Prion protein, a form of protein that triggers BSE, is associated with other brain diseases in cattle, raising the possibility of a significant increase in the range of prion disease. Scientists have now detected changes in the production and accumulation of the prion protein in the brains of cattle with a rare neurodegenerative disorder.
Martin Jeffrey of the Veterinary Laboratories Agency led a research team that tested 15 brains of cattle with idiopathic brainstem neuronal chromatolysis and hippocampal sclerosis (IBNC). They are the first group to show that the brains of animals with this disease accumulate prion protein (PrP), the protein that misfolds to cause BSE and which, when transmitted to humans through the food chain, can cause the deadly Variant Creutzfeldt-Jakob disease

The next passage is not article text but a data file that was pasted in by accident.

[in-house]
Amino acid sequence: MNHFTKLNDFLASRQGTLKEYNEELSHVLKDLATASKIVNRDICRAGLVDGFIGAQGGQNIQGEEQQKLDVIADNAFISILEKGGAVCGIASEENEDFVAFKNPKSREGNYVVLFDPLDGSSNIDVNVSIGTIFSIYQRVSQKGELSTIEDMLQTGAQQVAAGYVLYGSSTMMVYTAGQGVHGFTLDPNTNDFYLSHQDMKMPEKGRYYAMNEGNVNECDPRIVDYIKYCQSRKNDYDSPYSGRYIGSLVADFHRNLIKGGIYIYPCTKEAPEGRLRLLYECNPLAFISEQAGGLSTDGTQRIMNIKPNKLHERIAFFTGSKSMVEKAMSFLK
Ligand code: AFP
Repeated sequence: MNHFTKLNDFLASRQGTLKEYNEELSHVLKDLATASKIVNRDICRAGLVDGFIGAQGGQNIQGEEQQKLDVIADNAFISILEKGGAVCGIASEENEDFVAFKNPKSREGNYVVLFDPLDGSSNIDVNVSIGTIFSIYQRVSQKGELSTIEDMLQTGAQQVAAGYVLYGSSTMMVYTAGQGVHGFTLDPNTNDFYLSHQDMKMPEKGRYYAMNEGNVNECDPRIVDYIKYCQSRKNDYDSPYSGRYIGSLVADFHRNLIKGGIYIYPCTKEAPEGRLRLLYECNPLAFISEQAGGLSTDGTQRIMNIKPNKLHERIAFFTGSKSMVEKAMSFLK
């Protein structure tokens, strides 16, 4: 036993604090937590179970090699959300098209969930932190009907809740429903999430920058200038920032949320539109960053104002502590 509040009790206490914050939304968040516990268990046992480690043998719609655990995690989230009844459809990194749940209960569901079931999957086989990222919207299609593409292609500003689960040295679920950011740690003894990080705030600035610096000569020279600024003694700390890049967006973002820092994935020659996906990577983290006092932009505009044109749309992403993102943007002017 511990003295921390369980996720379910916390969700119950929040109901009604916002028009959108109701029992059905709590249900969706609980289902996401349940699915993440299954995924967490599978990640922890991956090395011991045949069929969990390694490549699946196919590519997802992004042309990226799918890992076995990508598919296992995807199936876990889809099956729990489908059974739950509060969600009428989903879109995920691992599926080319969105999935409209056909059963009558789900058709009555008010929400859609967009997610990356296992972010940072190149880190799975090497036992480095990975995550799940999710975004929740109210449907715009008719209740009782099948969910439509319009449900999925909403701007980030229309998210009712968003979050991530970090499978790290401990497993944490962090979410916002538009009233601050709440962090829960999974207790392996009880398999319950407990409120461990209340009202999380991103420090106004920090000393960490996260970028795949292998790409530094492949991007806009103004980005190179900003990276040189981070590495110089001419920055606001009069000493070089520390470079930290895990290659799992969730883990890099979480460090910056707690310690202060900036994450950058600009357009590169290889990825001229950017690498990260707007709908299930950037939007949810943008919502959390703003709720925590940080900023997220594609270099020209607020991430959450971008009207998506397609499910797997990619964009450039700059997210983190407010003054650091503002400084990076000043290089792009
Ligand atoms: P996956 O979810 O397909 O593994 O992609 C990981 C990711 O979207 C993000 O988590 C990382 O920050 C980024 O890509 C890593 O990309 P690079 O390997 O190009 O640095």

IBNC is a rare neurological disease of adult cattle. It was first characterised in 1988 following laboratory tests from cattle suspected of having BSE. Although IBNC has some clinical similarities to BSE, the brains of affected cattle do not have the neuronal vacuolation (lesions) typical of BSE.
Further laboratory tests suggest that the misfolded form of PrP, which accumulates in the brains of BSE cases, is not present in IBNC cases. Commercial BSE testing kits did not detect the telltale, BSE-inducing form of PrP either. However, the presence of increased levels of PrP was detected.
"We've shown for the first time that prion protein is somehow involved in IBNC," says Jeffrey, "In this disease, there is an association with abnormally high levels of a prion protein in the brain but clearly this PrP is in a different form to that involved in BSE and CJD. This may have implications for diagnosis and recognition of typical forms of BSE as well as the related diseases in sheep, deer and in man.
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